Tuesday, March 27, 2012

The Science of Truthiness: Why Conservatives Deny Global Warming

So the question before us on this panel is, "Will the Planet Survive the Age of Humans?" And I want to focus on one particular aspect of humans that makes them very problematic in a planetary sense -- namely, their brains.

What I've spent the last year or more trying to understand is what it is about our brains that makes facts such odd and threatening things; why we sometimes double down on false beliefs when they're refuted; and maybe, even, why some of us do it more than others.

And of course, the new book homes in on the brains -- really, the psychologies -- of politically conservative homo sapiens in particular. You know, Stephen Colbert once said that "reality has a well-known liberal bias." And essentially what I'm arguing is that, not only is that a funny statement, it's factually true, and perhaps even part of the nature of things.

Colbert also talked about the phenomenon of "truthiness," and as it turns out, we can actually give a scientific explanation of truthiness -- which is what I'm going to sketch in the next ten minutes, with respect to global warming in particular.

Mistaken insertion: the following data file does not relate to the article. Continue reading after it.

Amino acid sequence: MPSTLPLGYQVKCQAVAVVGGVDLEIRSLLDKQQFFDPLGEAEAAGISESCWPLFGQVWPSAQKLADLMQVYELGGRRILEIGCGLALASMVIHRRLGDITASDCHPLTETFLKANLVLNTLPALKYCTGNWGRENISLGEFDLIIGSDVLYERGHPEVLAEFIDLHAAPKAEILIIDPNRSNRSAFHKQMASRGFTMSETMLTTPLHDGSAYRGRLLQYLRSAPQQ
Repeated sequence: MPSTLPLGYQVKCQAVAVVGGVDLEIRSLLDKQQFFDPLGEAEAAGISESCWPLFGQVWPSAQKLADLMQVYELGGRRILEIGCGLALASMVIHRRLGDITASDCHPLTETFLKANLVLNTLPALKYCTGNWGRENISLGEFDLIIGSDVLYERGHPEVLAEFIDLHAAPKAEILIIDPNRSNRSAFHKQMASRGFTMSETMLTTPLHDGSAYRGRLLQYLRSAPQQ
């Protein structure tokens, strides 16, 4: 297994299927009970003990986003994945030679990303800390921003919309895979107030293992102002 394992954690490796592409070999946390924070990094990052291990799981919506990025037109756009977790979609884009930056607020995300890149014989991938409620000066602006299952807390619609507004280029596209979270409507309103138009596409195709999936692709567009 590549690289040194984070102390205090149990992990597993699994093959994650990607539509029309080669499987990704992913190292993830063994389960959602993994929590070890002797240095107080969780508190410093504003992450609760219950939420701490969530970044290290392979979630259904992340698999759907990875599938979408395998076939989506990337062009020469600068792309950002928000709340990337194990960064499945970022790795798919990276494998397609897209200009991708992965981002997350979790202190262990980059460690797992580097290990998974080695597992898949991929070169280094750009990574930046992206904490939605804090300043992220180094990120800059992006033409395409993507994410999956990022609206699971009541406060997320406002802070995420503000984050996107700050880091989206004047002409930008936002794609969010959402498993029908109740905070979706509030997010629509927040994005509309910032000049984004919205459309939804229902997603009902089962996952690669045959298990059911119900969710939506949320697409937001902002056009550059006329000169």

I almost called the book The Science of Truthiness -- but The Republican Brain turns out to be a better title.

The Facts About Global Warming

So first off, let's start with the facts about climate change -- facts that you'd think (or you'd hope) any human being ought to accept.

It turns out that the case for human-caused global warming is based on simple and fundamental physics. We've known about the greenhouse effect for over one hundred years. And we've known that carbon dioxide is a heat trapping gas, a greenhouse gas. Some of the key experiments on this, by the Irishman John Tyndall, actually occurred in the year 1859, which is the same year that Darwin published On the Origin of Species.

We also know that if we do nothing, seriously bad stuff starts happening. If we melt Greenland and West Antarctica, we're looking at 40 feet of sea level rise. 

This is, like, bye bye to key parts of Florida.

Enter the Denial

So then, the question is, why do people deny this? And why, might I add, do Republicans in particular deny this so strongly?

And if your answer to that question is, "oh, because they're stupid" -- well, you're wrong. That's what liberals want to think, but it doesn't seem be correct. In fact, it seems to be precisely the opposite -- smarter (or more educated) Republicans turn out to be worse science deniers on this topic.

This is a phenomenon that I like to call the "smart idiot" effect, and I just wrote about it for AlterNet and Salon.com.

Let me tell you how I stumbled upon this effect -- which is really what set the book in motion. I think the key moment came in the year 2008 when I came upon Pew data showing:

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